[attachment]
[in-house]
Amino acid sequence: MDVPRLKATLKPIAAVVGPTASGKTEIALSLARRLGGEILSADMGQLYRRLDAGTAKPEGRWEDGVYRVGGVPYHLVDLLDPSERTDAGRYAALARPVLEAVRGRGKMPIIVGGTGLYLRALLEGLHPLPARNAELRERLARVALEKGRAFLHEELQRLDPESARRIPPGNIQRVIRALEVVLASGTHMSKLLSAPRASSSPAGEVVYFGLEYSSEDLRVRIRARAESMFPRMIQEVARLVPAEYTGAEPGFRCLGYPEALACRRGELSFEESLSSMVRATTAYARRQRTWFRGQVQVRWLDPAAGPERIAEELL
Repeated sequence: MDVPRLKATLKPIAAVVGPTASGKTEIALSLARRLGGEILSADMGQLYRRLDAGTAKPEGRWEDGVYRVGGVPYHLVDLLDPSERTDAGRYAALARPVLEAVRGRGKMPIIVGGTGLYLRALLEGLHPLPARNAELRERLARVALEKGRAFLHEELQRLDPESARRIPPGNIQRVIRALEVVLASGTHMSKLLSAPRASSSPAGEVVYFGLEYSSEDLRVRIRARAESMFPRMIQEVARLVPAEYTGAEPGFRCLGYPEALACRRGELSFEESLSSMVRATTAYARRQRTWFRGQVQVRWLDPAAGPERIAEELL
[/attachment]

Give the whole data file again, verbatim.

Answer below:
[in-house]
Amino acid sequence: MDVPRLKATLKPIAAVVGPTASGKTEIALSLARRLGGEILSADMGQLYRRLDAGTAKPEGRWEDGVYRVGGVPYHLVDLLDPSERTDAGRYAALARPVLEAVRGRGKMPIIVGGTGLYLRALLEGLHPLPARNAELRERLARVALEKGRAFLHEELQRLDPESARRIPPGNIQRVIRALEVVLASGTHMSKLLSAPRASSSPAGEVVYFGLEYSSEDLRVRIRARAESMFPRMIQEVARLVPAEYTGAEPGFRCLGYPEALACRRGELSFEESLSSMVRATTAYARRQRTWFRGQVQVRWLDPAAGPERIAEELL
Repeated sequence: MDVPRLKATLKPIAAVVGPTASGKTEIALSLARRLGGEILSADMGQLYRRLDAGTAKPEGRWEDGVYRVGGVPYHLVDLLDPSERTDAGRYAALARPVLEAVRGRGKMPIIVGGTGLYLRALLEGLHPLPARNAELRERLARVALEKGRAFLHEELQRLDPESARRIPPGNIQRVIRALEVVLASGTHMSKLLSAPRASSSPAGEVVYFGLEYSSEDLRVRIRARAESMFPRMIQEVARLVPAEYTGAEPGFRCLGYPEALACRRGELSFEESLSSMVRATTAYARRQRTWFRGQVQVRWLDPAAGPERIAEELL